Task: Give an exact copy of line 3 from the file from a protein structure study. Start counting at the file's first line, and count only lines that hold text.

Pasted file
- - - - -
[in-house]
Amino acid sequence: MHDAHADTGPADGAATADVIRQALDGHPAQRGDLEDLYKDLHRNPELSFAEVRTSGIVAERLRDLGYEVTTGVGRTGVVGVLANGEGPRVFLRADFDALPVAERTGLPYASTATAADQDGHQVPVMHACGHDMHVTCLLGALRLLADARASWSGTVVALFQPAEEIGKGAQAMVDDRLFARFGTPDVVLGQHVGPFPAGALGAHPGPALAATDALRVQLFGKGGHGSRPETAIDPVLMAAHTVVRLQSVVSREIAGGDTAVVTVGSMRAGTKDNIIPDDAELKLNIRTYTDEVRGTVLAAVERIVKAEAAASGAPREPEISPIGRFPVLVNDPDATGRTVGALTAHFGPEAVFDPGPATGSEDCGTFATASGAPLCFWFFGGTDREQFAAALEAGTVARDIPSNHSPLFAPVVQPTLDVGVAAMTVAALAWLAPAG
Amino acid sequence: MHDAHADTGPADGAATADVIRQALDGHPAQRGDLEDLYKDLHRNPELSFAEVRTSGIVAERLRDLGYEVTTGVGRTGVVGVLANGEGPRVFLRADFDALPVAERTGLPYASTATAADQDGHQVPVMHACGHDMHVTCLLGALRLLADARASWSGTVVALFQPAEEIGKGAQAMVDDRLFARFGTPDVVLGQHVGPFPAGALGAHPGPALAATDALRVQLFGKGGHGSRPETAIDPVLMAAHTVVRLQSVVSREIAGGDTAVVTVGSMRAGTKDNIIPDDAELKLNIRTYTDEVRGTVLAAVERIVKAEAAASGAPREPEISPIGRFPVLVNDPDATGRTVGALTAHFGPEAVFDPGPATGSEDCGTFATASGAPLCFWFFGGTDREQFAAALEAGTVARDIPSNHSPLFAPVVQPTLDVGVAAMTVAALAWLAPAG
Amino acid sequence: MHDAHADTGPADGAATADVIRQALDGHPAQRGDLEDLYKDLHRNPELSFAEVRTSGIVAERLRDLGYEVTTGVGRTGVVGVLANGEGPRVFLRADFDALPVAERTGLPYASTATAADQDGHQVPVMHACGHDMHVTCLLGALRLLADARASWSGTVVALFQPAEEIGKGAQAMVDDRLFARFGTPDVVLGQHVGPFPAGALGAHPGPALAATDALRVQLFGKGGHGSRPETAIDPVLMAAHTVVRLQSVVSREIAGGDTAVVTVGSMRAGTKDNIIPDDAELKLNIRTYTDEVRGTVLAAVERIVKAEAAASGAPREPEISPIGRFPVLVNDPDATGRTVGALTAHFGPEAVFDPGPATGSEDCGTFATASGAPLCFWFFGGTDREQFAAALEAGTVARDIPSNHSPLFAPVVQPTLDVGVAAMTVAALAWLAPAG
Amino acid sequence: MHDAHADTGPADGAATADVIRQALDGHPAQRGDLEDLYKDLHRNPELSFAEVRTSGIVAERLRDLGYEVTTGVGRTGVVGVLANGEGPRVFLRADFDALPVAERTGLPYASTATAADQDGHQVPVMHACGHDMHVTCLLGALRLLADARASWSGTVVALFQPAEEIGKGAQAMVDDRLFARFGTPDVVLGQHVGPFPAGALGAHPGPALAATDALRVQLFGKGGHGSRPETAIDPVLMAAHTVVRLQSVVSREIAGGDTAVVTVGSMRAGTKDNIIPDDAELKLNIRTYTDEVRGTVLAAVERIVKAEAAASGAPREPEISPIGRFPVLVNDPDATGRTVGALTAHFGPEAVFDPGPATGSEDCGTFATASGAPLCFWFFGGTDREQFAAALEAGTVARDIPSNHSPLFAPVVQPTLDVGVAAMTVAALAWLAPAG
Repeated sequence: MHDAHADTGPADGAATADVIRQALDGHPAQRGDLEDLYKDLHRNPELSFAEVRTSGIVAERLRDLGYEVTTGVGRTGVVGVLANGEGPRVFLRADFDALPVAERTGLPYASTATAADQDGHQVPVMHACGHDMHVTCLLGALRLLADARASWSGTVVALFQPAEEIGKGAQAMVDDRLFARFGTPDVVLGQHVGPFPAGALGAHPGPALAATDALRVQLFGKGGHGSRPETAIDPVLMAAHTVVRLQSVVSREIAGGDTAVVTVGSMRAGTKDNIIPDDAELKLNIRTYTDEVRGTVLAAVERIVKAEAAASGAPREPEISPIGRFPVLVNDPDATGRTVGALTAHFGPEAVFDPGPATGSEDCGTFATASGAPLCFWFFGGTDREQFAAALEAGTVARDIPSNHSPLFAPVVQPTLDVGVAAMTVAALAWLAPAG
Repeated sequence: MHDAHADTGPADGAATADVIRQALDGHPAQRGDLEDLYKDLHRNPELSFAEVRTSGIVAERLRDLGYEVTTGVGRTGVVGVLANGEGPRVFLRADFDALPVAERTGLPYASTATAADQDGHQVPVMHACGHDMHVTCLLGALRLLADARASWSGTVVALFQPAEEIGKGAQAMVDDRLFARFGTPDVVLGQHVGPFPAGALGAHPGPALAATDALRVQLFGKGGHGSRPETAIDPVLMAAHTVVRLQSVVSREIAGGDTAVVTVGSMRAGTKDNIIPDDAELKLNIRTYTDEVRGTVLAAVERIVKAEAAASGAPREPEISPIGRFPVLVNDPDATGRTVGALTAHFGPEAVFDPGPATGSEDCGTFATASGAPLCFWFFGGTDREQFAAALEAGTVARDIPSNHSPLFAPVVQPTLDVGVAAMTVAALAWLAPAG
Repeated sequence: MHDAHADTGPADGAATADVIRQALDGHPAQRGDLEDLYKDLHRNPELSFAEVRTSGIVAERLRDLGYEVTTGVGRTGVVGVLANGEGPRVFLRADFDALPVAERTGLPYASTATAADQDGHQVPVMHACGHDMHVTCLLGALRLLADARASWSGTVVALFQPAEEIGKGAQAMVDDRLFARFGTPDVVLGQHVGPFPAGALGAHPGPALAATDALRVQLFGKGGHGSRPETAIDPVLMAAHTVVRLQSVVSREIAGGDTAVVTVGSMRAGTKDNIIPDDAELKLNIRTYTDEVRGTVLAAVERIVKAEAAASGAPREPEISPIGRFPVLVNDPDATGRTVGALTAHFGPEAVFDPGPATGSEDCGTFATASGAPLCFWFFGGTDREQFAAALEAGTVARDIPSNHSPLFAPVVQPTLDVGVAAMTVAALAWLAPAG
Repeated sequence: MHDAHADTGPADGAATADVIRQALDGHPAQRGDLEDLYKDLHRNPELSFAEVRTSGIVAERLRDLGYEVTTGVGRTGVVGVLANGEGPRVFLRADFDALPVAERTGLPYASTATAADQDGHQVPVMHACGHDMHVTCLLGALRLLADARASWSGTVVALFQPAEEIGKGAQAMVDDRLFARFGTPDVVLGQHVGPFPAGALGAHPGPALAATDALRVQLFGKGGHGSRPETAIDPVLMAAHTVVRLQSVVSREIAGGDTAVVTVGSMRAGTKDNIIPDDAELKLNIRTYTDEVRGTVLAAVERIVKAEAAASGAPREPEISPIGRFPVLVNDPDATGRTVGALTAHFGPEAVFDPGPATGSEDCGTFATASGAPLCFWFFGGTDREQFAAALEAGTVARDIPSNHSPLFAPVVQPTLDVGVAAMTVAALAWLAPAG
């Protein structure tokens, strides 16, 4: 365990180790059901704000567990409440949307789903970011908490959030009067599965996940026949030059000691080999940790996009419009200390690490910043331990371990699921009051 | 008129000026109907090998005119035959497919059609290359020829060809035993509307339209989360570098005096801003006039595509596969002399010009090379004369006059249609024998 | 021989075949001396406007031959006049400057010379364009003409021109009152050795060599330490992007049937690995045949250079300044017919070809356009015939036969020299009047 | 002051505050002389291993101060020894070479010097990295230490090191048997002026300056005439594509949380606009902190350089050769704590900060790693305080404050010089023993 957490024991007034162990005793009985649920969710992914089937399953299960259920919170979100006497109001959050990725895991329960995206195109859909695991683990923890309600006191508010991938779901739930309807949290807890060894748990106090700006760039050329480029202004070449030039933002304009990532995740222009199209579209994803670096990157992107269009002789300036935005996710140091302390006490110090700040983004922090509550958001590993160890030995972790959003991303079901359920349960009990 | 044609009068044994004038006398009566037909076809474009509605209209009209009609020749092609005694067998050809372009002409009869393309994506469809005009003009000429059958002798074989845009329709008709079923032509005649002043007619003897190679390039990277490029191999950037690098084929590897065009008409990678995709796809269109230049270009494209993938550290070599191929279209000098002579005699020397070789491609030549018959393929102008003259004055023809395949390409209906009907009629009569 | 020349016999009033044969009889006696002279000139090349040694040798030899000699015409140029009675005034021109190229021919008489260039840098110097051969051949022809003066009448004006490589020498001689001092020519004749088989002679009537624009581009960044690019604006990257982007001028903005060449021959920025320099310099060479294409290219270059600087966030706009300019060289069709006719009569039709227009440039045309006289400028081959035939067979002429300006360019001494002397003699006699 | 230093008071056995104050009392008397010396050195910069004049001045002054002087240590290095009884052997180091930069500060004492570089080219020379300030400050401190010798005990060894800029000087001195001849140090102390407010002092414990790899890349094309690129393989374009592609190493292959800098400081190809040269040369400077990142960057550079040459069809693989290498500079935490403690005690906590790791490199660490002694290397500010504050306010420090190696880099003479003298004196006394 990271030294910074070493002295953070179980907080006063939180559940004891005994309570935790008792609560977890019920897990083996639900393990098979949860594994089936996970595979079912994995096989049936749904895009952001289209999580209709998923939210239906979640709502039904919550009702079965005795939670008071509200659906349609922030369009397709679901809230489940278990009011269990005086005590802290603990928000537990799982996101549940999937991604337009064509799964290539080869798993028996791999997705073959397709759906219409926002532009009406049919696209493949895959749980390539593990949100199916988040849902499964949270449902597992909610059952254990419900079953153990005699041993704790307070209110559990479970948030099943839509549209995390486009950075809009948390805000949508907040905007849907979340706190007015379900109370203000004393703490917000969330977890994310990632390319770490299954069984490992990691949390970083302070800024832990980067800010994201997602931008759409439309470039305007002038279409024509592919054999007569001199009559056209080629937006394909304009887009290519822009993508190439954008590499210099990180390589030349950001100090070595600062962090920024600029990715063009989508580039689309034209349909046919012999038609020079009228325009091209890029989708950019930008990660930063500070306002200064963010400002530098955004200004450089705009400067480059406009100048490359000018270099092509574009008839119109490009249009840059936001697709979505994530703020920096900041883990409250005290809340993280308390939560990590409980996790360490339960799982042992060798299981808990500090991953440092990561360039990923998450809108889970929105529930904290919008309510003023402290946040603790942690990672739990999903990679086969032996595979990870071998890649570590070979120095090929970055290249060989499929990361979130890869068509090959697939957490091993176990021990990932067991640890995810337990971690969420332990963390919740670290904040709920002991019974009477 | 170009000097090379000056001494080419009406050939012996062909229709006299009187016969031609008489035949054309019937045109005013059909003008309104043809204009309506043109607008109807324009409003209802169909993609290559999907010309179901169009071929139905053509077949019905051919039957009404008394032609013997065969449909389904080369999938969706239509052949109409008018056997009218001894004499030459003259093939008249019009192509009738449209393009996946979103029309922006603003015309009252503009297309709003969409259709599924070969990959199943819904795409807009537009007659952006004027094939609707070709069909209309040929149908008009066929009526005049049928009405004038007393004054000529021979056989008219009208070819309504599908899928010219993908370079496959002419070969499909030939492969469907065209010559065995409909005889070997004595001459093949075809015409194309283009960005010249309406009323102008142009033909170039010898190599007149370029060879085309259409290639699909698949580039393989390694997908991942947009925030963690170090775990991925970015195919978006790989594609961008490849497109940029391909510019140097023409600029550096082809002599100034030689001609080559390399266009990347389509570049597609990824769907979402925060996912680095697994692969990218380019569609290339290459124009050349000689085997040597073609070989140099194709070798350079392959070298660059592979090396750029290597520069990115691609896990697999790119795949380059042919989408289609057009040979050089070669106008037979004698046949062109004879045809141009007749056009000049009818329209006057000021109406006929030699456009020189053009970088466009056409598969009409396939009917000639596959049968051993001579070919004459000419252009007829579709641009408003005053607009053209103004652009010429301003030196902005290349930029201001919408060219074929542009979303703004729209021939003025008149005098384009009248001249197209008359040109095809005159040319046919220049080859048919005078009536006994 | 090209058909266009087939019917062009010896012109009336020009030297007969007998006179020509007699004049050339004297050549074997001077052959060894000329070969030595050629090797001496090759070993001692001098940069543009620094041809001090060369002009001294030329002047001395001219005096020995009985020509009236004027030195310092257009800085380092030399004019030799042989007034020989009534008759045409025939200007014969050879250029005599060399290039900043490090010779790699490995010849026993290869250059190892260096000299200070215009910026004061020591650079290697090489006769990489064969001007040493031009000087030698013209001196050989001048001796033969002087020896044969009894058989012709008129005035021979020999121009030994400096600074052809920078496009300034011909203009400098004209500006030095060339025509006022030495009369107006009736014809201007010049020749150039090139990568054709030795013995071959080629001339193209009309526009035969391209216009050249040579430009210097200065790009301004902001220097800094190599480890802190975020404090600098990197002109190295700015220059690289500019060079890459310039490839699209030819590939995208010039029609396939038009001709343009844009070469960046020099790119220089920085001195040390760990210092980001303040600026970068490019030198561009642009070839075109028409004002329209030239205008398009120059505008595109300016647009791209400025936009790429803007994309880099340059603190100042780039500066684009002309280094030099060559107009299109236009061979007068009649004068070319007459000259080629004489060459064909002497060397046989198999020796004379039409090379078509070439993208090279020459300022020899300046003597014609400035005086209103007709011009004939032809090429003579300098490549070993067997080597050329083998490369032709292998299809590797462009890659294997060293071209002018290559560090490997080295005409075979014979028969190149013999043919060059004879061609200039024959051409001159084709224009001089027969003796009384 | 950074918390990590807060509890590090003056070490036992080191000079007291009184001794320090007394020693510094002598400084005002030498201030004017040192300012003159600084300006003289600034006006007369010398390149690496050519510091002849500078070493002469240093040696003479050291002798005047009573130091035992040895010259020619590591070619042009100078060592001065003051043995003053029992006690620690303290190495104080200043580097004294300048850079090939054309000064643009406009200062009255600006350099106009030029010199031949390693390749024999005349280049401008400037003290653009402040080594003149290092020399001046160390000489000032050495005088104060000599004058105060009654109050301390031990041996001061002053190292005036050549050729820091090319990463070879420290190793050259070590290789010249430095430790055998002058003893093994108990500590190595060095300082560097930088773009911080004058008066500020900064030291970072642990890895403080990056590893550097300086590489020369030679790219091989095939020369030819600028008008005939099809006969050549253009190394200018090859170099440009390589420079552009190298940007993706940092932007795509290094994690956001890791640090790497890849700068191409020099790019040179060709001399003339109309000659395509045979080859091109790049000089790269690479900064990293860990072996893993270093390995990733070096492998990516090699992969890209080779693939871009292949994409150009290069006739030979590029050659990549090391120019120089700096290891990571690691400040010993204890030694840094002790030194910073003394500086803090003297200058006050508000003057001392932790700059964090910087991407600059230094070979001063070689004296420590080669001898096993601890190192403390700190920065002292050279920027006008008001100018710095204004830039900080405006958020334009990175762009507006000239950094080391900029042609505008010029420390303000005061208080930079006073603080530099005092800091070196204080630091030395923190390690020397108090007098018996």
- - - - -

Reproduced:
Amino acid sequence: MHDAHADTGPADGAATADVIRQALDGHPAQRGDLEDLYKDLHRNPELSFAEVRTSGIVAERLRDLGYEVTTGVGRTGVVGVLANGEGPRVFLRADFDALPVAERTGLPYASTATAADQDGHQVPVMHACGHDMHVTCLLGALRLLADARASWSGTVVALFQPAEEIGKGAQAMVDDRLFARFGTPDVVLGQHVGPFPAGALGAHPGPALAATDALRVQLFGKGGHGSRPETAIDPVLMAAHTVVRLQSVVSREIAGGDTAVVTVGSMRAGTKDNIIPDDAELKLNIRTYTDEVRGTVLAAVERIVKAEAAASGAPREPEISPIGRFPVLVNDPDATGRTVGALTAHFGPEAVFDPGPATGSEDCGTFATASGAPLCFWFFGGTDREQFAAALEAGTVARDIPSNHSPLFAPVVQPTLDVGVAAMTVAALAWLAPAG